Throughout this series of Ramblings Clare Balding is exploring how walking affects our well-being. She is hiking with people of differing beliefs and none to discover how the simple act of being in the natural world can change how we feel. Today, she’s climbing Winter Hill in Berkshire with the Olympic rower Helen Glover and her husband, the wildlife broadcaster and adventurer, Steve Backshall. They spend their working and waking lives outside and know more than most how joyful and beneficial this can be. They had their first child, Logan, in 2018 and are expecting again very soon. They discuss how important they feel it is to raise children with a love of the outdoors, and all the benefits that brings.

Producer: Karen Gregor


THU 15:27 Radio 4 Appeal (m000f5r1)
[Repeat of broadcast at 07:54 on Sunday]


THU 15:30 Open Book (m000f5rw)
[Repeat of broadcast at 16:00 on Sunday]


THU 16:00 The Film Programme (m000f6bm)
The latest releases, the hottest stars and the leading directors, plus news and insights from the film world.


THU 16:30 BBC Inside Science (m000f6bp)
Dr Adam Rutherford and guests illuminate the mysteries and challenge the controversies behind the science that's changing our world.


THU 17:00 PM (m000f6br)
Afternoon news and current affairs programme, reporting on breaking stories and summing up the day's headlines.


THU 18:00 Six O'Clock News (m000f6bt)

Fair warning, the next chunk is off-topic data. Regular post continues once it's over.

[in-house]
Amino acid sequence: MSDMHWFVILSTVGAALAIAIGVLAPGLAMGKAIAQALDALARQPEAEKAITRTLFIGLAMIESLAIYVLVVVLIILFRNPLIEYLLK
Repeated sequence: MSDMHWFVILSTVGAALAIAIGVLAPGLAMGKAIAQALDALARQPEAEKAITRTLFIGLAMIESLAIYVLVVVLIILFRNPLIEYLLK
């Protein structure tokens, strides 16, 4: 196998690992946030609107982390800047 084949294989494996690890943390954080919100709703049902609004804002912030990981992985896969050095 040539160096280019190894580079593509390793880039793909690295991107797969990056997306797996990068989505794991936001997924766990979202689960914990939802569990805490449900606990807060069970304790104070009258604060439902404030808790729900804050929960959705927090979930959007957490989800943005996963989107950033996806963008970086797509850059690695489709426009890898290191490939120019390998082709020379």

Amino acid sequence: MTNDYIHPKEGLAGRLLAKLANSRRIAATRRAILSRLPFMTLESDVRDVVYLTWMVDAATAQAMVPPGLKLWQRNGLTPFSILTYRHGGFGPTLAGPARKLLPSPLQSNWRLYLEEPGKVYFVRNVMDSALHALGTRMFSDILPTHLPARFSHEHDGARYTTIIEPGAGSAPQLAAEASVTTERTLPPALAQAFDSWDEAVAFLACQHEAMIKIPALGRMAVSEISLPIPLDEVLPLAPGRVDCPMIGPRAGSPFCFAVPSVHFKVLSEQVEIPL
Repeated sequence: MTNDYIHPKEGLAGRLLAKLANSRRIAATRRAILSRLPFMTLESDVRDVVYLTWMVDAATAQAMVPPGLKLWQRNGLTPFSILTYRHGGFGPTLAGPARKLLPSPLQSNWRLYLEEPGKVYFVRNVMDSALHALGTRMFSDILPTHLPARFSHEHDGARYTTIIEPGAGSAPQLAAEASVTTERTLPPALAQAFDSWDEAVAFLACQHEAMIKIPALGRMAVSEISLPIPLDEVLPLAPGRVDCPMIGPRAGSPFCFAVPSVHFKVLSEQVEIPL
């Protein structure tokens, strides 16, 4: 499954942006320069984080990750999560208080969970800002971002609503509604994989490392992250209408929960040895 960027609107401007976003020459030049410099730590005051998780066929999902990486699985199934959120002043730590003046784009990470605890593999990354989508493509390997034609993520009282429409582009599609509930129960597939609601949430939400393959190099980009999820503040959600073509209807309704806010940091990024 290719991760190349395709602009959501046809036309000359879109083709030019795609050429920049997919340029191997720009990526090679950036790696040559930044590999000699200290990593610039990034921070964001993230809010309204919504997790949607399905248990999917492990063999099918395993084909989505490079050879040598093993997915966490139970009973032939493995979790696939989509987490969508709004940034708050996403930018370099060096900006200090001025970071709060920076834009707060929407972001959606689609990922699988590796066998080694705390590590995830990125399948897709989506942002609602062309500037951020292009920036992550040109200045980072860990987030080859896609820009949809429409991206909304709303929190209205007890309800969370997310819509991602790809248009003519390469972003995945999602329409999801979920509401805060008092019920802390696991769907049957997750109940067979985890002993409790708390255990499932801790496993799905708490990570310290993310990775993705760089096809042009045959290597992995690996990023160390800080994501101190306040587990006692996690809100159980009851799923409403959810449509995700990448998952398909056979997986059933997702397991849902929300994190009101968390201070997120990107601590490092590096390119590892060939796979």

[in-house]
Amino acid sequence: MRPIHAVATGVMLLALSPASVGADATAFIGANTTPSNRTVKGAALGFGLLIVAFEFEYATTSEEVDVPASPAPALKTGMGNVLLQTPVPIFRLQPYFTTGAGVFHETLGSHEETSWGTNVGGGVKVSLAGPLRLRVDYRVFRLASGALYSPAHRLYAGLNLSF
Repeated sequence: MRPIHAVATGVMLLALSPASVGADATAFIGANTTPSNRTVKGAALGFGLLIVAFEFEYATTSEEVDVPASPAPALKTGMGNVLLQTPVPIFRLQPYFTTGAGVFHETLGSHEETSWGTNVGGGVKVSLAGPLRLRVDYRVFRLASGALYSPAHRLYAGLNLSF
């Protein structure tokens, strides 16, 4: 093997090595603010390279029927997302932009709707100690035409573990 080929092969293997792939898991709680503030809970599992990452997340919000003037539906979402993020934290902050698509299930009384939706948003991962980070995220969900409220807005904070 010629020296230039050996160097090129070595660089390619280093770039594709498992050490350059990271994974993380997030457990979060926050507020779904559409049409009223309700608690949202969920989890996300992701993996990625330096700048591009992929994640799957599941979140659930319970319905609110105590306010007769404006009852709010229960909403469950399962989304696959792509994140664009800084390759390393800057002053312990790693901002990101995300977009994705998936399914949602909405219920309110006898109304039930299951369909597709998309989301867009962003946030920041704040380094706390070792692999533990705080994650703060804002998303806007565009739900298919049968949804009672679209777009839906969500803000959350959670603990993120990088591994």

The latest national and international news from BBC Radio 4.


THU 18:30 Elephant in the Room (m0007cwj)
Episode 7

Sarah Millican hosts a panel show using surveys to discover who is the most Average Jolene, and who is the most Maverick Matilda. This week's panel features Jo Caulfield, Emma Kennedy, Jessica Fostekew and Mark Watson.

Surveys on subjects including childhood, daily rituals and favourite cheese are the basis for Sarah's questions to the panellists, discovering who is the closest to, and furthest from, the average. Surprising quirks, hilarious insights and unexpected anecdotes are revealed along the way.

The winner will be the most average. But joint winner will be the most different, the furthest from the norm.

A little bit like a dinner party, but one where you know all of the spoons.

A Chopsy production for BBC Radio 4


THU 19:00 The Archers (m000f6bx)
Jakob’s behaviour causes concern and David has a change of heart


THU 19:15 Front Row (m000f6bz)
Live magazine programme on the worlds of arts, literature, film, media and music


THU 19:45 24 Kildare Road (m000f69x)
[Repeat of broadcast at 10:45 today]


THU 20:00 The Briefing Room (m000f6c1)
Combining original insights into major news stories with topical investigations.


THU 20:30 The Bottom Line (m000f6c3)
Evan Davis hosts the business conversation show with people at the top giving insight into what matters


THU 21:00 BBC Inside Science (m000f6bp)
[Repeat of broadcast at 16:30 today]


THU 21:30 In Our Time (m000f69q)
[Repeat of broadcast at 09:00 today]


THU 22:00 The World Tonight (m000f6c6)
In depth reporting, intelligent analysis and breaking news from a global perspective


THU 22:45 The Secret Guests, by BW Black (m000f6b5)